From the moment my daughter was born, I expected belly issues. Her big sister had this nursing mama on a dairy free, egg free, shellfish free diet for 5 months. I thought those would be the longest 5 moths of my life! (How could this Wisconsin girl go without her cheese?) But what I didn’t expect was that my second baby wouldn’t outgrow these issues.
That first year, I introduced these foods occasionally to see how she would do. Every time, I was met with an inconsolable baby, whose belly would swell and wouldn’t sleep. At 7 months, we were referred to a pediatric gastroenterologist after weeks of terrible diarrhea. She was diagnosed with a c.diff infection and DNA Blood work showed probable celiac disease.
At a year, the chances of her outgrowing her intolerances shrunk considerably. Then her second birthday rolled around and the chances have now shrunk to next to never. I want to cry when I realize that my baby will never know the joys of creamy ice cream. She’ll never be able to eat at a restaurant without hounding the waitress that the french fries are really, for a fact, gluten free. She’ll never be able to go to a birthday party and enjoy the cake. She will always have to be “different”.
I remind myself in moments like these that we’re lucky. Her medical issues are not life threatening. She won’t go into anaphylactic shock if her friend eats a pb&j sandwich and gives her a hug. She doesn’t need to take daily medication. She doesn’t need to poke her fingers and test her blood sugar multiple times a day. Things could be so much harder.
Yet, here I am, preparing to send her to daycare one day a week, trying not to have an anxiety attack. The thought of sending her out into the world without me is terrifying. The thought of her good natured new friends wanting to share their goldfish crackers makes me want to cry.
When I toured her daycare facility, I grilled the director, I brain stormed with her teachers and vigorously highlighted the menu showing them exactly what she can eat. I know they are prepared for her. I know they care about her and will do everything they can to ensure she isn’t exposed to dairy, gluten, eggs, shellfish or broccoli. But I also know, she will be exposed. No one is perfect. Her own grandma, who knows more about reading labels than her own dad, has accidentally exposed her. It’s not their fault, but it happens.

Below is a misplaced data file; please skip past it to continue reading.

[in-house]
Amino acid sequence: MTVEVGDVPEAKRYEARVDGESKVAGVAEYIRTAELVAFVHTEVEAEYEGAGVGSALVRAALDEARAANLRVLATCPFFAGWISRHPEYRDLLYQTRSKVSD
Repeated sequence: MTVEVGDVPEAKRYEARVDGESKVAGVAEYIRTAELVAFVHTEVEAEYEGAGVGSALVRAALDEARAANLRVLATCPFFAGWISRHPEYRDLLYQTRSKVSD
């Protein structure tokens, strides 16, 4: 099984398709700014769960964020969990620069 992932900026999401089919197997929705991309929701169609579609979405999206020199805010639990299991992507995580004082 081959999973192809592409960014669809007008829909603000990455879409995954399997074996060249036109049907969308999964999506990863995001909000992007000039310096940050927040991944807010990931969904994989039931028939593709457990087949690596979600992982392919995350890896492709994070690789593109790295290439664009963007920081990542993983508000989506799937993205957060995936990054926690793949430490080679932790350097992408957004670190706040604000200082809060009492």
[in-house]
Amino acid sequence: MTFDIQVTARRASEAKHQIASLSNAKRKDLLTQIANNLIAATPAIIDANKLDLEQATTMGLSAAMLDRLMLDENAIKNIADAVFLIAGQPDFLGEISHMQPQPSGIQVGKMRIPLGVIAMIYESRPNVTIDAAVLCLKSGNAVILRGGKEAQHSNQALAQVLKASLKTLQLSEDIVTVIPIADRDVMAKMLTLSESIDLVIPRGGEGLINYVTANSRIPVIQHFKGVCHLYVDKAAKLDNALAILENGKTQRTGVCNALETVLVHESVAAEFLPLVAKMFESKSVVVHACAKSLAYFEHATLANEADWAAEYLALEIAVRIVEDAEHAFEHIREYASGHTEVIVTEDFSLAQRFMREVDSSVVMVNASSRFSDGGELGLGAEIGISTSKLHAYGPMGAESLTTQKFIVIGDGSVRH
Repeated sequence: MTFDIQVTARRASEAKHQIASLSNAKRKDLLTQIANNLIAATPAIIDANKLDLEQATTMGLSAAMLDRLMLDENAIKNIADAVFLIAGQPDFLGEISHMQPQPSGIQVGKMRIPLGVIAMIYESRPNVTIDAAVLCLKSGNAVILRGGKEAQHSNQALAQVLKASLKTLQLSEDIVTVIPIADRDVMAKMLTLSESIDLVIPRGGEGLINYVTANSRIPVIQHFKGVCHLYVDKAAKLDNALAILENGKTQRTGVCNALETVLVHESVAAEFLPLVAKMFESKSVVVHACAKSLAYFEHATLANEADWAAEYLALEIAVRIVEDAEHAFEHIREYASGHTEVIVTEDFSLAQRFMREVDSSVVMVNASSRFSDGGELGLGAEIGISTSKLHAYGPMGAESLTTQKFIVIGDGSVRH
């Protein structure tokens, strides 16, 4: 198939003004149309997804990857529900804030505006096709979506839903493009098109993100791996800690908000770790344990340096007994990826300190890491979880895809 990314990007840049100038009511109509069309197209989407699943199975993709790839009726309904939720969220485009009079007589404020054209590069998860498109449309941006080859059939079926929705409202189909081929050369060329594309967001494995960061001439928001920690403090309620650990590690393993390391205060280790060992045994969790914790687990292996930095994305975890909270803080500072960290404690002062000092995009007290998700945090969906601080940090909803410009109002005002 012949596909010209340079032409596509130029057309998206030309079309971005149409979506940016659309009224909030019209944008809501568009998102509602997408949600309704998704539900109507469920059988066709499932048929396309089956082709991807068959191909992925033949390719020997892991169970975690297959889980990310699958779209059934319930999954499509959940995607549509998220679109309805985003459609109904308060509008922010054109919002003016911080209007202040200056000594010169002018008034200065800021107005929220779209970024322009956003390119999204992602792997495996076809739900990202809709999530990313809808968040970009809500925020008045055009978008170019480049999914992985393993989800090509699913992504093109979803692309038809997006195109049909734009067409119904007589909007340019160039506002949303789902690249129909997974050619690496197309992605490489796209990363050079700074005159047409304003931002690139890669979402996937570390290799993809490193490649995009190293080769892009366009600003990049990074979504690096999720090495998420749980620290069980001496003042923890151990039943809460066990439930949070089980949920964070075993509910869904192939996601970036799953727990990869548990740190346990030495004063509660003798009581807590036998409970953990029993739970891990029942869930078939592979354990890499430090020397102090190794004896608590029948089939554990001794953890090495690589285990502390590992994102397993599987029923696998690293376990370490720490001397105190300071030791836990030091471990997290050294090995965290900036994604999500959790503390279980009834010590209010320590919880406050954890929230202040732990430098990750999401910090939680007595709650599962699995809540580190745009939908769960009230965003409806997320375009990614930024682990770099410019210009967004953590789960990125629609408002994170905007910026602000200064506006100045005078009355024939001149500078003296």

I know she needs to enter a world without mom eventually. She needs to make friends. She needs to play with other kids her age. She needs to learn, if she says yes to goldfish crackers, she will be sick. And she will survive. I just wish it was easier on me.
5 Tips for Sending your Allergic Child to Daycare
- Teach your child the things to avoid
My two year old knows the phrase, “That will give you a tummy ache.” She has heard me say countless times, “Does that have gluten”, “Does that have dairy” or “Does that have eggs”. And when she can fully talk, she will say the same things. I cannot hover over her forever so she will need to learn how to communicate her allergies to others.
- Educate their caregivers
Provide a typed list of ingredients to avoid. Include the “hidden” names or chemical names for the allergies that are not always straight forward and recognizable. Talk to them about the symptoms your child will have when exposed. If your child may need an EpiPen, make sure they understand the protocol for administration.
- Be part of the planning process
Help the teacher plan for your child by offering alternatives. If the kids are having a special pancake day, offer to bring in gluten free pancakes. If the project for the day is making a peanut butter bird feeder, offer to bring in a nut butter alternative. If the teacher knows you will support them, they will start to include you as they’re making their lesson plans.
- Keep a special food stash at school
As much as the teacher will try to work with you, unexpected things will come up. Surprise! Bailey brought cupcakes to celebrate the birth of her new baby brother! And then your child sits on the sidelines while her friends devour a mound of icing.
- Understand that your child will be treated differently
As much as a school tries to integrate everyone, sometimes they just can’t. Your child may sometimes have to sit at a special table or at the end of the table to avoid exposure. They may not get the end of year ice cream cup with the little wooden spoon. As hard as it is to watch your child singled out, try to remember, everyone is doing their best. It will never be perfect, but your child will be safe.